Obama’s 3 Options for Bringing Foley’s Killer to Justice
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The Fiscal Times
August 21, 2014

Now that President Obama has voiced the outrage and disgust that many felt about the murder of American journalists James Foley by an extremist fighting under the banner of the Islamic State of Iraq and Syria, what precisely can he do to punish those responsible for the heinous execution? 

“The United States of America will continue to do what we must do to protect our people,” Obama  told reporters Wednesday on Martha’s Vineyard, where he is vacationing with his family. “We will be vigilant and we will be relentless.” 

Related: Reporter’s Execution Could Unleash U.S. Against ISIS 

In the wake of the  execution -- and despite ISIS’ pledge to kill another American journalist if U.S. air strikes continued -- American war planes and drones continued to pound ISIS positions in western Iraq. It's not a coincidence that a few hours after the president’s speech, the Associated Press reported that the Department of Defense was considering sending up to 300 additional troops to Iraq. 

However, the president has only a few options if he wants to bring Foley’s murderers to justice. Each option provides no guarantee that the killers would be located or that ISIS would be stopped. 

Here’s what the president can do to try to find those responsible for killing Foley. 

Related: With Iraq in Ruins, ISIS Turns to Genocide 

1. Attempt to kill ISIS with airstrikes. Late Wednesday, numerous reports out of the UK indicated that the English-speaking jihadist in the video of Foley’s beheading is likely a British national who is fighting alongside other Brits. This isn’t surprising, considering the many westerners who have flocked to Iraq and Syria to join ISIS, including an estimated 400 from Great Britain.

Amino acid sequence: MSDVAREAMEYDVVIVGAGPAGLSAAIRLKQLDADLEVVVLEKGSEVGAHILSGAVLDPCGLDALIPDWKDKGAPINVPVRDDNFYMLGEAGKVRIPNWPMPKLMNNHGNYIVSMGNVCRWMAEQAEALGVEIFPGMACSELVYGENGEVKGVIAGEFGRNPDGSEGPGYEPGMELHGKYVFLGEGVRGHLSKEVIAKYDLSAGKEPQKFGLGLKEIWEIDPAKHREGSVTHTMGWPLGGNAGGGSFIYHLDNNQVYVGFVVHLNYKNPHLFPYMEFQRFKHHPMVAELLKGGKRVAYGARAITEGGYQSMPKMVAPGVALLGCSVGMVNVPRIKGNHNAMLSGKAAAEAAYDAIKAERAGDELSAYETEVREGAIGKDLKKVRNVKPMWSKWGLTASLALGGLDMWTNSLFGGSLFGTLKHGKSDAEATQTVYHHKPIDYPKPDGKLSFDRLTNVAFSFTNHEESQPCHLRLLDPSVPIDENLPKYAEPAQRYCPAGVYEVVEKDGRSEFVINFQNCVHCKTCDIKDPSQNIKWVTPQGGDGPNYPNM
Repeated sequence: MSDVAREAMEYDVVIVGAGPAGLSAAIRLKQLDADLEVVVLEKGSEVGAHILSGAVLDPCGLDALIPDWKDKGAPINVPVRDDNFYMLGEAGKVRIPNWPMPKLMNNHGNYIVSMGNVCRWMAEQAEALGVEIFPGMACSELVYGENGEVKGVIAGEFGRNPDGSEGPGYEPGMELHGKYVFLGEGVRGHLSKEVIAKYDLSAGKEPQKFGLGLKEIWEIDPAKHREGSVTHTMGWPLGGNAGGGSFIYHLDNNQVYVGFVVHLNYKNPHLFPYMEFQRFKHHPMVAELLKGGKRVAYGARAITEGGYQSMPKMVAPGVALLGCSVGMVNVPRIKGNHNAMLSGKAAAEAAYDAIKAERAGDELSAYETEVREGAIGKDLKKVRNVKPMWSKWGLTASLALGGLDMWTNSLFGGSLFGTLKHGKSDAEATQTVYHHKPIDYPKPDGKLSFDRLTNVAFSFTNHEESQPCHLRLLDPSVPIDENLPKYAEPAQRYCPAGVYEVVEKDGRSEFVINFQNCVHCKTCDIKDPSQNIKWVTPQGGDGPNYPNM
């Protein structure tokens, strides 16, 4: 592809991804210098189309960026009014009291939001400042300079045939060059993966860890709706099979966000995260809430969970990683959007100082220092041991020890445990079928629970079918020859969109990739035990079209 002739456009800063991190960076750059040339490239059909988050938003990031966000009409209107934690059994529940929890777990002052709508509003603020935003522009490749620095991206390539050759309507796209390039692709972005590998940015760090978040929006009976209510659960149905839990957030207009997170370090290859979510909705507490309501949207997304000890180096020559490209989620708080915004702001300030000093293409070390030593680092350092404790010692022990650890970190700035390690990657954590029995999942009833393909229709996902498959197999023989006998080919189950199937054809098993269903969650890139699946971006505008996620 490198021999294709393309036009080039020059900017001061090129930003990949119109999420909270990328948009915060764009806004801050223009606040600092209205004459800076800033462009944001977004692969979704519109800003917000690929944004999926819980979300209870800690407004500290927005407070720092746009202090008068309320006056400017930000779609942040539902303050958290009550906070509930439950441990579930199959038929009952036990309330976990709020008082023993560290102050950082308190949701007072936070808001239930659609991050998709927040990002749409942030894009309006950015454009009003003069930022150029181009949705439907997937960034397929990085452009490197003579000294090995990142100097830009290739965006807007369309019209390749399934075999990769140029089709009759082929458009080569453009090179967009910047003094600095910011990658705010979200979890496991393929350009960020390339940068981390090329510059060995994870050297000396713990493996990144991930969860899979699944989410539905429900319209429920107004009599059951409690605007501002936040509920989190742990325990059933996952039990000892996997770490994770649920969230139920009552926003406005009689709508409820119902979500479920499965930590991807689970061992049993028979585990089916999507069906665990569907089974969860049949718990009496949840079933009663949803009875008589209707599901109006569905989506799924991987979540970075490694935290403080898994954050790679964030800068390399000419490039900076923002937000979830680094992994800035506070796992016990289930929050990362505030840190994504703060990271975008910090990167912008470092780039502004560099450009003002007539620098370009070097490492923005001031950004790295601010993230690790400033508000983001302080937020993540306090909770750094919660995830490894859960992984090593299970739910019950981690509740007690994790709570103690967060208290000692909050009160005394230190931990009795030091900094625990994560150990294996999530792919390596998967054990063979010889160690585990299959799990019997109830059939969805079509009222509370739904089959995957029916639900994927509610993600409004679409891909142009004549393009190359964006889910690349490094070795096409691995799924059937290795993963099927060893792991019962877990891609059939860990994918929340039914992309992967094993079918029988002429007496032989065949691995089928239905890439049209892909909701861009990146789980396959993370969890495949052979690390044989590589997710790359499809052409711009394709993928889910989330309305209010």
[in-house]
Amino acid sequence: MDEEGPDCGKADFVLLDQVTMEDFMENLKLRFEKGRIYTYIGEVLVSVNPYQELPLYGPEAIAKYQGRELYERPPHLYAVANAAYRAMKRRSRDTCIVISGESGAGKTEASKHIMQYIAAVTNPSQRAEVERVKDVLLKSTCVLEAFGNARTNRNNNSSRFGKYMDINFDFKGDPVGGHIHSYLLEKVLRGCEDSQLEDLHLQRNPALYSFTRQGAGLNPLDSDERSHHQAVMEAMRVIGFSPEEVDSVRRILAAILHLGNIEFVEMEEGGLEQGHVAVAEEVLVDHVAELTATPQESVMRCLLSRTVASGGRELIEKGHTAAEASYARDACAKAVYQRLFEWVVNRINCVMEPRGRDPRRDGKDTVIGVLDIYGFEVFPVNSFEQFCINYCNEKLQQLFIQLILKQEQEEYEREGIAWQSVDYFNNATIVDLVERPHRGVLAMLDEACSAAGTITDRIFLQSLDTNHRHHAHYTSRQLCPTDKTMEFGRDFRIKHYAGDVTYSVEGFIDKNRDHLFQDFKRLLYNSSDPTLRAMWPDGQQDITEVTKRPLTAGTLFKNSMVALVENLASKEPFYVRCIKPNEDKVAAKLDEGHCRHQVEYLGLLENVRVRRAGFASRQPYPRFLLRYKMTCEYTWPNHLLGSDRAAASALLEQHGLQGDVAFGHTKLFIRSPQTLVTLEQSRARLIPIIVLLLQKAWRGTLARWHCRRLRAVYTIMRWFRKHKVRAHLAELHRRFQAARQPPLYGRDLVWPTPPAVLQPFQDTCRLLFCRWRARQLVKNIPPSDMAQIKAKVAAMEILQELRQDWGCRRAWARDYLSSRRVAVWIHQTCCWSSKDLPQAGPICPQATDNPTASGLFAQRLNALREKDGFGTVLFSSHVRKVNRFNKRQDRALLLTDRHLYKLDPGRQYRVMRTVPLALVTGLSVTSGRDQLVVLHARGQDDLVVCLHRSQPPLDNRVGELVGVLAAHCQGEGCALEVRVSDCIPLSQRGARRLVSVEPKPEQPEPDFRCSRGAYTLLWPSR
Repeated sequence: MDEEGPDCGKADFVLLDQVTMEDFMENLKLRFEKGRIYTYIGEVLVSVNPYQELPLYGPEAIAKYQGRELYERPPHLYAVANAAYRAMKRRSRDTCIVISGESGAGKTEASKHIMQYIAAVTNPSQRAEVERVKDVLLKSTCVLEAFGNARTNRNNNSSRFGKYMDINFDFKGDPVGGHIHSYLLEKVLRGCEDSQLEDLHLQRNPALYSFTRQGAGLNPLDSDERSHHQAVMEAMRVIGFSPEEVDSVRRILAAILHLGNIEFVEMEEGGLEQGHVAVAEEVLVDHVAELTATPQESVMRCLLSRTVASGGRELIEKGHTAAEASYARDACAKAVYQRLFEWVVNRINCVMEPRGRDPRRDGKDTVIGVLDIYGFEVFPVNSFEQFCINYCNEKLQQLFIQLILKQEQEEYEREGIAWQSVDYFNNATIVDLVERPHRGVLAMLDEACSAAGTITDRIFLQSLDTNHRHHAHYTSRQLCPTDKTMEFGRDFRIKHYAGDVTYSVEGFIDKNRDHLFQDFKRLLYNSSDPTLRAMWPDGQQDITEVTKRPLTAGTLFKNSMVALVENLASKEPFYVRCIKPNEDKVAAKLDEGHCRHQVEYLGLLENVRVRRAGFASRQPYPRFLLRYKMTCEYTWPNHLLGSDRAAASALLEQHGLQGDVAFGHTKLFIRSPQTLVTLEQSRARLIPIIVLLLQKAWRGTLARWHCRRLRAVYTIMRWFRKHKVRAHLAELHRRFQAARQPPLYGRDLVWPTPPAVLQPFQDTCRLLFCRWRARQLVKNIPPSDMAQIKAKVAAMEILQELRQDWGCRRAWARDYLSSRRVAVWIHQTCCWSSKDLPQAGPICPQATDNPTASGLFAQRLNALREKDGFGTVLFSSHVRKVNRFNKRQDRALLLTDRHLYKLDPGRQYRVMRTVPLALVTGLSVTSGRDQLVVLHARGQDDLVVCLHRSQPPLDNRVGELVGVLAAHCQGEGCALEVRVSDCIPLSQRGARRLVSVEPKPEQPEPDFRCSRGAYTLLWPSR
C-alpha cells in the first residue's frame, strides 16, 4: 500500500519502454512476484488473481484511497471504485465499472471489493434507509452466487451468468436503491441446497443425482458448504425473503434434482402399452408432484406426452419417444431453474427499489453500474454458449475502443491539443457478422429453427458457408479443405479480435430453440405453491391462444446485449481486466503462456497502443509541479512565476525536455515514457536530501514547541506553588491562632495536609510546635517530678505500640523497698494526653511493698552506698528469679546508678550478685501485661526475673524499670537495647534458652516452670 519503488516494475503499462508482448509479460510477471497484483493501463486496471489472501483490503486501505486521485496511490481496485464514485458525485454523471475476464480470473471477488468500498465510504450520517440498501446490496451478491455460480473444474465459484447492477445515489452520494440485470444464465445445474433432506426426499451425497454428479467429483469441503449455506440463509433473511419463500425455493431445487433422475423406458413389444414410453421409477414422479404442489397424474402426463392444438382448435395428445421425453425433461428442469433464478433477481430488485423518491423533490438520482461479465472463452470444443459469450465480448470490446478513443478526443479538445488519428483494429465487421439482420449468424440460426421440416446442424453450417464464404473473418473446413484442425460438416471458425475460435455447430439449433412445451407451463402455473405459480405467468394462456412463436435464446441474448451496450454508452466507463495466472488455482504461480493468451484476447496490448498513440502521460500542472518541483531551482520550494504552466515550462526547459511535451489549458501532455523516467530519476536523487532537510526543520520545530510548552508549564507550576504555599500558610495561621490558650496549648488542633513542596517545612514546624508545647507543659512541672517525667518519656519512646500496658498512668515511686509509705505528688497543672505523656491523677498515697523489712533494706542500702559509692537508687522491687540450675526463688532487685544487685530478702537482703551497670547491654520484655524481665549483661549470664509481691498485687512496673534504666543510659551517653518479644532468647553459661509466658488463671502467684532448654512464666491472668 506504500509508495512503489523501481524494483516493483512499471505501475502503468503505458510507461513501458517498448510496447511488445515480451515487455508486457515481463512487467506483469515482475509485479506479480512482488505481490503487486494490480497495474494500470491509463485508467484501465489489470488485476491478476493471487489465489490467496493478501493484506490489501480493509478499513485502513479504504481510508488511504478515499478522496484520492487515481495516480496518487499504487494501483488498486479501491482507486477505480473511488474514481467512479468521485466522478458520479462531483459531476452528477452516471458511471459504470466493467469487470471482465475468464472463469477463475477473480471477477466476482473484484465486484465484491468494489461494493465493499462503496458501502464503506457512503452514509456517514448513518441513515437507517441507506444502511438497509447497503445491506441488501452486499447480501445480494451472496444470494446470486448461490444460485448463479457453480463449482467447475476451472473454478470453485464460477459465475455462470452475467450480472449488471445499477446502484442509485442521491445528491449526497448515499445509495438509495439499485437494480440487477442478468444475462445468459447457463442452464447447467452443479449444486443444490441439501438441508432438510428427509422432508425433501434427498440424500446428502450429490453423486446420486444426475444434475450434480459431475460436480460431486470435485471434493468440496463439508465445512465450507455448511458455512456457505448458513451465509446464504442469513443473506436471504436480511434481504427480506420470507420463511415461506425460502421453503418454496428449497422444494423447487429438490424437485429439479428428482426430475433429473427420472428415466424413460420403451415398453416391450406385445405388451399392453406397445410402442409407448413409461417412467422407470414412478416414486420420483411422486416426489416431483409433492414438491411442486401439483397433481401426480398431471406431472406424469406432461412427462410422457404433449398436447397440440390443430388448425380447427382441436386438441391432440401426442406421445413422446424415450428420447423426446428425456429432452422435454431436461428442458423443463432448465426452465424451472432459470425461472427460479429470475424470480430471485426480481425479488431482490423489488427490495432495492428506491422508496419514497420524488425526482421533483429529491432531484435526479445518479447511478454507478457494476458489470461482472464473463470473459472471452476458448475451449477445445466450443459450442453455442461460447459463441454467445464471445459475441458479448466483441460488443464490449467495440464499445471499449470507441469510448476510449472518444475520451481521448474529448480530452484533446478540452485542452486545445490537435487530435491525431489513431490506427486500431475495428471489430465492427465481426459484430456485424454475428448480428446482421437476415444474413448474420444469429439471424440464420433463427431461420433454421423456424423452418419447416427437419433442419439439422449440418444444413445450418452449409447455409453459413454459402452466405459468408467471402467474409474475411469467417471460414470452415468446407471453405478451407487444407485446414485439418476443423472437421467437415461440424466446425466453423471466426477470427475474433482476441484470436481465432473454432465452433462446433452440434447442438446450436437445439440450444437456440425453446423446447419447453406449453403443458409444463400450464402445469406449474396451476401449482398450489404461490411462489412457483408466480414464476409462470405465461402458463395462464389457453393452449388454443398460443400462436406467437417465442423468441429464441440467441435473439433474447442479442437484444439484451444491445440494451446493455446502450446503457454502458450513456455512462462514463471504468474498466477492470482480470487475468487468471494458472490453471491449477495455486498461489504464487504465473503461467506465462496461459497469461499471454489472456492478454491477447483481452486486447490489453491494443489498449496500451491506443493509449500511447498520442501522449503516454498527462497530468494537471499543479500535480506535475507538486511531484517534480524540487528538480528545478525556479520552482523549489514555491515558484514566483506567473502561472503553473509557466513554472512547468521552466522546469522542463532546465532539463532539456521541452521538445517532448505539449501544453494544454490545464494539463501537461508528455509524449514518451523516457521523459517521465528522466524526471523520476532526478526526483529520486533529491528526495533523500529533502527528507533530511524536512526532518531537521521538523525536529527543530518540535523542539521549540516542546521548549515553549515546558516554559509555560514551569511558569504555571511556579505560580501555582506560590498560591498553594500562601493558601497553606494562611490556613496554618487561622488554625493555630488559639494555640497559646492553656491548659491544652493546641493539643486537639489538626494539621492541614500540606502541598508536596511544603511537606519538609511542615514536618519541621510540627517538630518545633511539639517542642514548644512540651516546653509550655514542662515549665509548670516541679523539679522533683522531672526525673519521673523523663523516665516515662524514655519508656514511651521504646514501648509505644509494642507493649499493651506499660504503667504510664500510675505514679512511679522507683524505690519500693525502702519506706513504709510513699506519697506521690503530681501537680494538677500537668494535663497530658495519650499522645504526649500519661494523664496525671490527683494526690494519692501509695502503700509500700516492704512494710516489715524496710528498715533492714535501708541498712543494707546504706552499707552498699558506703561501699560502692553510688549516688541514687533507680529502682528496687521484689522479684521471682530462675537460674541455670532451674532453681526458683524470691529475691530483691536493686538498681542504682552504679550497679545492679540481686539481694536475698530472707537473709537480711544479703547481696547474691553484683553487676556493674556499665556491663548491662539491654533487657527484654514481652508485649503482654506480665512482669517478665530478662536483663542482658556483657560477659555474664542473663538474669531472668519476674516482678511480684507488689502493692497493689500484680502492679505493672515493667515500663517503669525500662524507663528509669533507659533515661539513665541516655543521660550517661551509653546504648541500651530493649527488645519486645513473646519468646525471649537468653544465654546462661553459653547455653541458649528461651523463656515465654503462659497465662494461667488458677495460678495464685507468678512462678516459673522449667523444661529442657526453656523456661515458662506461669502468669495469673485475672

It also provides an important clue for those looking for him. Unless Foley’s killer has false documents, he’s traveling on a British passport. If American and British authorities are able to identify him, his movements with that passport can be tracked. 

That would also give American warplanes a general idea of where to strike. However, as Osama bin Laden proved to U.S. forces in the mountains of Tora Bora in 2001, it’s often difficult to assassinate someone with air power. 

2. Send the Special Forces. On the other hand, Osama bin Laden’s death in 2011 shows that Special Forces can be effective at eliminating enemy targets. If U.S. intelligence can get a fix on Foley’s killer and his accomplices, the president could send in a Special Forces team to kill or capture him. 

Related: Republicans: ISIS's Next Target Is America 

However, the use of Special Forces isn’t always effective. In October 2013, members of al Shabaab turned away SEAL Team 6 on the Somali coast during an early morning raid. U.S. Special Operations forces mounted an unsuccessful operation this summer to rescue Foley and other Americans being held in Syria by Islamic State militants, The Washington Post reported Wednesday. That attempt involved "several dozen U.S. commandos, one of whom was injured in a fierce firefight with the militants," according to the report. It was the first known U.S. ground operation in Syria since the country’s descent into civil war. 

3. Continue or step up airstrikes . It’s going to be difficult to find whoever killed Foley, and while the world is aghast at the brutal murder, there are more urgent strategic needs –- like finding ways to further thwart ISIS advances throughout a major swath of Iraq. Obama could simply concentrate on defeating ISIS –- an effort that will only gain in popularity as time goes by. If and when the terrorist group is near ruin, Obama could then send in Special Forces to try to locate and kill him. 

What happened to Foley is a terrible thing, and the jihadists who did it deserve to be severely  punished. Other ISIS members have committed the same crime time and time again in their advance toward Baghdad. All of them need to be brought to justice. 

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An editor-at-large for The Fiscal Times, David Francis has reported from all over the world on issues that range from defense to border security to transatlantic relations.